Every Thursday morning, we have an editorial meeting, and we make up a log of all the upcoming stories for the next week, and then we assign reporters to cover the stories. But there is always one entry for which we make no assignment, and that’s the entry in the log that’s just titled, “Breaking story??”
You might think in a town as small as ours, with perhaps fewer than 12,000 people, there wouldn’t be that much breaking news. You’d be very wrong because more often than not, there is that story, and it happens on Monday or Tuesday. Sometimes it’s just political news, more often it’s the weather and occasionally it’s a category three — a breaking news story.
Monday morning was a category three event, and at slightly after 9 a.m. the phones began to ring. Our photographer, Jan Crane, and her husband, Kevin, passing by the Pier, seeing a construction crane had just fallen, grabbed their cameras and went to work. I was out the door within seconds but not before four more calls from other people passing by the scene who called us on their car phones to alert us.
In the few minutes it took me to get to the accident scene, somehow the TV helicopters had already gotten the word, perhaps listening on the police scanners. It was only a matter of minutes before an entire armada, every news channel on your TV dial, began to hover over the Pier, followed a few minutes later by the ubiquitous TV trucks with their aerials that extend.
I put on my press pass and started shooting pictures right away because I knew from past experience it was only a short time before the sheriff would rope off the scene and start throwing us out. You could also see this one was going to be tense.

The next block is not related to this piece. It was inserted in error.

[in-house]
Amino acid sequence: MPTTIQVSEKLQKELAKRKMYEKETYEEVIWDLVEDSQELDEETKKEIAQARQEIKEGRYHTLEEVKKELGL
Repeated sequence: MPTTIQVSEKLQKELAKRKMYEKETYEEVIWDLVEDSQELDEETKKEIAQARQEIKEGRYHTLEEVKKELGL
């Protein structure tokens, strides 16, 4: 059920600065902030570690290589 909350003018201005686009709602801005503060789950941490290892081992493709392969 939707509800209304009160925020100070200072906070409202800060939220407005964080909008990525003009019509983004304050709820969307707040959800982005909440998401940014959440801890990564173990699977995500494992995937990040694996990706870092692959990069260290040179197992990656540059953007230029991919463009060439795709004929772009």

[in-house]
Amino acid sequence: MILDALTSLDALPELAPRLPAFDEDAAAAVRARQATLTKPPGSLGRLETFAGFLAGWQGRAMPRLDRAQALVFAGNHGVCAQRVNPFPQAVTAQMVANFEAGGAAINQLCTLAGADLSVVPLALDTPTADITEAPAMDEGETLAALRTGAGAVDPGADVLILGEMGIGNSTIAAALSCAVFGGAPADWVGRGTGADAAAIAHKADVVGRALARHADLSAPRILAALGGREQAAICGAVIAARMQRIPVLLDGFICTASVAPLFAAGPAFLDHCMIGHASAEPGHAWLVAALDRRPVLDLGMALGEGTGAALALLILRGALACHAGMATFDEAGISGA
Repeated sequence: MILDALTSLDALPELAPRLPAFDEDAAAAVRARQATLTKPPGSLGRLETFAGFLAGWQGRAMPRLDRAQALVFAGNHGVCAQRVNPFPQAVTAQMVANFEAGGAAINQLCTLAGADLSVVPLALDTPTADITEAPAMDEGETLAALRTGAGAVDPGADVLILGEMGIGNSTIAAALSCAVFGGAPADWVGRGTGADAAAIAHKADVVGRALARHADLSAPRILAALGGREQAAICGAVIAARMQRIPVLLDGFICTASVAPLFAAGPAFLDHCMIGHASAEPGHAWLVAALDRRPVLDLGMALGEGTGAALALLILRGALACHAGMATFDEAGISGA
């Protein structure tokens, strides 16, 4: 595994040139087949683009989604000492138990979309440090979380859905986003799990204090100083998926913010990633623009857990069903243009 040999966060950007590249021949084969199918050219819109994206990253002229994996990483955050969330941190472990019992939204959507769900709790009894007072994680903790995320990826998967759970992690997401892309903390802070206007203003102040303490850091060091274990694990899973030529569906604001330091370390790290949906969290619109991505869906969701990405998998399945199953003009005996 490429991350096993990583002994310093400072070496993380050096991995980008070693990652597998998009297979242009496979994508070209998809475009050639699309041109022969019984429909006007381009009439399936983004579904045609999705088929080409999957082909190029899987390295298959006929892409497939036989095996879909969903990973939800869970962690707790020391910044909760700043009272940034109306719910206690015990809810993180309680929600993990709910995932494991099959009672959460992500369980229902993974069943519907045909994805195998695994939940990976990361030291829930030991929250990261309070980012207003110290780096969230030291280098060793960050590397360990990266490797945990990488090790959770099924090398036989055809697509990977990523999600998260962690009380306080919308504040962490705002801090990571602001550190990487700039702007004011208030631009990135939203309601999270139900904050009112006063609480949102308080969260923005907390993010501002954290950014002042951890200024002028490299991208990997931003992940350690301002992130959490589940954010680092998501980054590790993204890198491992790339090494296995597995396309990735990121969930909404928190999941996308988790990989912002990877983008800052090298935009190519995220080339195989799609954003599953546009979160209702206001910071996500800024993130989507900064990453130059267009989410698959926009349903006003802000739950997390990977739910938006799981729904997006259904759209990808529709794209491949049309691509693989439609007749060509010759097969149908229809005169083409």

It was the posture of the firemen and the paramedics that said the operator, trapped inside the cage, was hurt, and no one was sure how badly hurt, but it could be bad. No one said it, but those cages where the crane operator sits are heavily reinforced to protect the operator if something falls or if the crane topples. If the operator was hurt, that might have meant something had collapsed or something had penetrated the cage, which lay on its side, under the body of the crane. The operator was down in the cage and couldn’t be seen, except for his arm. People around and above him were trying to cut him out with special tools, some holding an IV bottle connected to his arm, which might have meant they were afraid he would go into shock.
Meanwhile, the rescue workers were trying to secure the scene, to make sure there weren’t any hot wires someone could touch and to begin to get some wood under parts of the crane so the boom wouldn’t fall any farther if the rest of the prep kitchen building, which was holding up the boom, suddenly collapsed.
You could feel the tension rising. There were just wisps of conversations I overheard.
“He seemed like a young kid.”
“He seemed to be losing feeling in the lower part of his body.”
“He was still trapped.”
“They must have been thinking about the possibility of fire.”
I didn’t see anyone with any kind of a cutting torch, just a portable band saw and the large scissors for cutting steel, the “jaws of life,” and a few large, specialized tools whose use was impossible to figure out.
With each minute more emergency trucks and personnel materialized — fireman and lifeguards in yellow slickers, paramedics in gray-blue, state parks people in brown and TV crews in the everything.
After an hour or so, they brought in an emergency evacuation helicopter, which meant they were getting close, and firemen kept pulling off pieces of metal, which looked like they came from the cage. Then he was out, onto a gurney, into the evacuation helicopter and off to UCLA, leaving exhausted rescuers behind and a swarm of reporters and investigators crawling over the scene trying to find eyewitnesses, and I went back to putting out a newspaper.